WALKING FORWARD INTO THE PAST
BY ALISON BARTLETT
The three sections of this book are all inspired by the Victorian era and facets of society at the time. I used the popular songs of the period as inspiration, walking the streets and investigating related locations by day and night. The first section draws from the notorious story of the serial killer Jack The Ripper, whose influence still haunts the streets of the East End. The song ‘Ring the Bells Softly’, reflecting Victorian’s fascination with death, adds a suitably somber tone. Secondly, I looked at the Saloons and Dining Rooms of London, many of which still feature the beautiful untouched details of Victorian times. The song ‘She Was Poor But She Was Honest’ relates to the poverty so rife at that time, as the people laughed in the face of their troubles. Lastly, in Wiltons Music Hall I was able to view, decaying but still standing, the oldest surviving example in the world of these places of entertainment. George Leybourne, who performed on that very stage, sang his most famous character song ‘Champagne Charlie’ as an advertisement for Moet & Chandon. Photographs by Alison Bartlett Sheet music and lyrics from The Illustrated Victorian Songbook compiled and presented by Aline Waiters & Robin Hunter.
Jack the Ripper
A cold, wintery night.
â€œRing the Bells Softlyâ€?
strange world of
On East End streets never encountered before, with a feeling of uncertainty for a story about to be told...
Cold to the bone,
ga _ ther
walking in silence to the start of the barbaric, unsolved truth.
lin - ger,
sun - beams must
Cobbled alleyways lit by lantern lights, once gas-lit in the Victorian era,
giving you and me the sense of the shadowy lives of that historic time
beau _ ty,
fin - gers
Wea _ ry
min _ gling
Street names and structures may now have altered, but the grim facts of what went on in the streets we walk today circles around in your mind; people sheltering away from the streets at night,
but only if they were lucky enough to find a shilling or two. Those who didnâ€™t, even before Jack, faced death in the cold or by other cruel means.
Wea _ ry with
part _ ing and
ne _ ver
For me a sense of historyâ€™s truth was felt in those unknown streets and alleyways that night.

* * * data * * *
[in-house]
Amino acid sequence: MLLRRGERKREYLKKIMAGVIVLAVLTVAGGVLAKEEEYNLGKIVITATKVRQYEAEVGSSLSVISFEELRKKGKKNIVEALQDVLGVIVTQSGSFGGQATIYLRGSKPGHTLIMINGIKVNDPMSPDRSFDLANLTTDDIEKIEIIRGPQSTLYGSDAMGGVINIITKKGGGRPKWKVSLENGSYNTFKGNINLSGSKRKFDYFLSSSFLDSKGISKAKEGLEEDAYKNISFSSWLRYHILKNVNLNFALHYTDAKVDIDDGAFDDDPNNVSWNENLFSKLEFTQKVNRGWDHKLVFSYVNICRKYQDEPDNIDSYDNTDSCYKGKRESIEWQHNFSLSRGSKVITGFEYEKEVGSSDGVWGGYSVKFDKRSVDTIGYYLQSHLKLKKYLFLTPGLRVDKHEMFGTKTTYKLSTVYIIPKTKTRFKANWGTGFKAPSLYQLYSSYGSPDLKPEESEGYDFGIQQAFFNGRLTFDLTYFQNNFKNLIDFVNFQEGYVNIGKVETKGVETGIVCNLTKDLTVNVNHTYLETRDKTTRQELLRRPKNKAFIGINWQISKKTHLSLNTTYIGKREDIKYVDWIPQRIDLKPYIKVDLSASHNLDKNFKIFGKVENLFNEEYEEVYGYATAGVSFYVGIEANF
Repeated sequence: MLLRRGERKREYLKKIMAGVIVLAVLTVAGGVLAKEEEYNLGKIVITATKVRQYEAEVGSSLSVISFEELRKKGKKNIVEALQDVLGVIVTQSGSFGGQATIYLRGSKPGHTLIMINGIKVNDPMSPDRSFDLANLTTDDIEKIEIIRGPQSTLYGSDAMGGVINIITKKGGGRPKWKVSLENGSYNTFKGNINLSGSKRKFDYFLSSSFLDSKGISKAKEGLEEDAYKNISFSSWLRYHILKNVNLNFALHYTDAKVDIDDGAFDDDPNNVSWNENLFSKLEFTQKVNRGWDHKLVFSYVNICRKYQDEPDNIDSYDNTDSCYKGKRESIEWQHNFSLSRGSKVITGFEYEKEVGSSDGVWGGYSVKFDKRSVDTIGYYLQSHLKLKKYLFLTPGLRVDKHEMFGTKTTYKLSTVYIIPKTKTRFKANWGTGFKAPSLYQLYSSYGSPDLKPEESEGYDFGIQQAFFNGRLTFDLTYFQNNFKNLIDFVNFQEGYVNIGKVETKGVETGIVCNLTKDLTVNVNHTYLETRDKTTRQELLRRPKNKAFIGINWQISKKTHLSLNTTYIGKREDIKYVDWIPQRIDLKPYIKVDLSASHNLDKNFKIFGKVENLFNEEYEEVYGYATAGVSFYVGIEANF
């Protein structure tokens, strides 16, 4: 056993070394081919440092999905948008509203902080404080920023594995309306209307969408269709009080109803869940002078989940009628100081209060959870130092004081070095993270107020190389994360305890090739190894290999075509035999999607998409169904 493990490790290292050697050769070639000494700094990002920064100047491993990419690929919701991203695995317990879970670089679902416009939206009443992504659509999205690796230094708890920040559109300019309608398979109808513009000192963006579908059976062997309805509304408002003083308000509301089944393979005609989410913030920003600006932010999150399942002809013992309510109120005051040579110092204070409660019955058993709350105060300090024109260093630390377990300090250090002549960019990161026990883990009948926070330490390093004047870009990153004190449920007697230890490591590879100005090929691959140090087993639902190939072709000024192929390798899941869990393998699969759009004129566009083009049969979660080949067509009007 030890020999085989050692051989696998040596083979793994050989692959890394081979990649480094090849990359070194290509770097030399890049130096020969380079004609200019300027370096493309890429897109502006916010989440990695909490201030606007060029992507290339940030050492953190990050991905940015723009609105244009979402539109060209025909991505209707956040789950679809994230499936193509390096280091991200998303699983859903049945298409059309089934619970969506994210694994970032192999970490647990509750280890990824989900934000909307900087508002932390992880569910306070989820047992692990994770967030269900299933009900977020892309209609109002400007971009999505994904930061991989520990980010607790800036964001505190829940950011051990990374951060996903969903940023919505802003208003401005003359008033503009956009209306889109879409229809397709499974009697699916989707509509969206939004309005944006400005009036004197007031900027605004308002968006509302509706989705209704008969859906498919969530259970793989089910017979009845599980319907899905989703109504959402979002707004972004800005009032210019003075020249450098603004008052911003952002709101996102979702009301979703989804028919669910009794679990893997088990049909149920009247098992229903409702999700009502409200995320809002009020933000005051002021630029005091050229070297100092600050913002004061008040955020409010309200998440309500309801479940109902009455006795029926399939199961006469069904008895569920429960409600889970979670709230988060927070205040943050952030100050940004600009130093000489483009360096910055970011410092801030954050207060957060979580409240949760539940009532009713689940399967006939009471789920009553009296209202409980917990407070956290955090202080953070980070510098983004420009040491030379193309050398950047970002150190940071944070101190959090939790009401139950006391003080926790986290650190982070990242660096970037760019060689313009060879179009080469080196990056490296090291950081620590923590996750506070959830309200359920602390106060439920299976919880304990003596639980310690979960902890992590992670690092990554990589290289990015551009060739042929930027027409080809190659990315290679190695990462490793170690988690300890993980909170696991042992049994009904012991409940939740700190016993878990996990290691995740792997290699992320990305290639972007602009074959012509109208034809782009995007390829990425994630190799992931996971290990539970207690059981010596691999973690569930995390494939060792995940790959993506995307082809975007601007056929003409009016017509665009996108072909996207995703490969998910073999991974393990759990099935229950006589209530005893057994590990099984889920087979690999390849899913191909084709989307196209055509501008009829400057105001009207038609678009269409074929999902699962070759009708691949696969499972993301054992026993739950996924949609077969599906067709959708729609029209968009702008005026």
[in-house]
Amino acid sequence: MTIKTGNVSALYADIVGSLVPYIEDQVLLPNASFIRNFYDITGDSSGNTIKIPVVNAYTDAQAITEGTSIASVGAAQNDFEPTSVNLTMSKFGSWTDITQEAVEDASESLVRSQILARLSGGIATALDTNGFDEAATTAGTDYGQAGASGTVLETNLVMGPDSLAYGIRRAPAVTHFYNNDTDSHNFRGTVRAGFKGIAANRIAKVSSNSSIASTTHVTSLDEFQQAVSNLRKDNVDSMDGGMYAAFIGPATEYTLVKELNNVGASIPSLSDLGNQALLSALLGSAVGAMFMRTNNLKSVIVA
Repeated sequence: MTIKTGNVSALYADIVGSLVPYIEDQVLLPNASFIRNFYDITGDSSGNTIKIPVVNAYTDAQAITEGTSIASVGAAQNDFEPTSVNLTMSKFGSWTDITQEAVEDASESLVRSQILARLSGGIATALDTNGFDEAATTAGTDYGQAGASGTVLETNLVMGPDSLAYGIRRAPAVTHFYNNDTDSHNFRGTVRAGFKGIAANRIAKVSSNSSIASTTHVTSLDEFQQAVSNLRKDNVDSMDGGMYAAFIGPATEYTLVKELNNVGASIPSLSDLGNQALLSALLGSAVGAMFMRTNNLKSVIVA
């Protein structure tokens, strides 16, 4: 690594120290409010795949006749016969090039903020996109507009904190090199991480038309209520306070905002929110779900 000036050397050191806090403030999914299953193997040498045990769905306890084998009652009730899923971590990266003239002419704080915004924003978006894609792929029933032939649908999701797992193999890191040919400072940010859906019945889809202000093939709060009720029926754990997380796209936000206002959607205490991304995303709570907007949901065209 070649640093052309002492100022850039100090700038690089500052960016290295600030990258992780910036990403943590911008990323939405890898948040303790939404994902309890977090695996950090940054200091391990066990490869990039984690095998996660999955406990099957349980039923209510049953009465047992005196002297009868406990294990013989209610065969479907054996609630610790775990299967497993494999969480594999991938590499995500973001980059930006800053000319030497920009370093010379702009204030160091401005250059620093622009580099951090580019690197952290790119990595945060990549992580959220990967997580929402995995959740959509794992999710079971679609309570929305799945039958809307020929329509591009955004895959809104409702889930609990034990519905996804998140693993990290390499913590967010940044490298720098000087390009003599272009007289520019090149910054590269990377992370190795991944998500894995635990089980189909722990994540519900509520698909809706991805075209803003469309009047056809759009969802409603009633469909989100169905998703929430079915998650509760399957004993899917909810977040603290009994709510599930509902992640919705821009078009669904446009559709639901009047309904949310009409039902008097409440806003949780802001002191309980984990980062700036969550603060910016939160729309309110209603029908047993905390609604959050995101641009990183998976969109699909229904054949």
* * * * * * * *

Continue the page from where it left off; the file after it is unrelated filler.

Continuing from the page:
How much society has developed since that era.
How shocking the social situation.
gol _ den
Things today appear better and more civilized,
soft _ ly,
at least on the surface.
soft _ ly,
Saloons and dining rooms
Around vast London,
on busy and quiet streets, down alleyways, are the pubs that speak of the Victorian era.
“She Was Poor But She Was Honest”
poor, but she was
ho - nest,
Their elaborate interiors are still there, if you look carefully.
relishing the possibility of the untouched, but many have been modernised.
Dimly-lit saloons and dining rooms transport you back in time,
a shadow of feeling of the people who once drank within these walls and their society.
Intricate, lavish detail can be seen on the etched mirrors, walls and pillars and floors and staircases, a craftsmanship and style which hosted customers of all classes.
o - ver,
A society divided by wealth; poverty and education.
Women and men divided and unequal.
plea - sure
bleed - in
Women who sold themselves out of necessity, to the loud men who otherwise
stood apart from them, or sang from stages of their troubled lives.
bleed - in
Wiltons Music Hall
An 18th century faรงade,
gai _ e _ ty through _ out my
noi _ sy
decaying amongst modern buildings.
Now a heritage site, a survivor.
Not yet taking the last curtain call.
With all my
grand ac _ _ com _ plish_ments I
neâ€™er could get a
Peering through windows â€“ where Victorian society would once have stood,
The thing I
ex _ _ cel
wining and dining and womanising and singing.
Stripped-back walls, damp mustiness.
A noise all night in
all day, and
swim _ ming in Cham _ pagne.
The stale smell of History.
Good for a _ ny
Looking up to the peeling ceiling.
game at night, my boys,
Imagining the sound of music hall songs, laughter and tears bouncing off the old walls.
good for a _ ny
Lost inhibition, inside a faded shell
cast-iron spiralling columns, banisters and walls once bright with colour.
Stories lost, stories remembered, stories to tell.
Good for a _ ny
night, boys, whoâ€™ll come and
I would like to thank Mike Nicholson and fellow peers who have helped shape this book into its final form. London pubs: The The The The
Salisbury, St Martins Lane Tottenham, Oxford Street Argyll Arms, Argyll Street Princess Louise, High Holborn.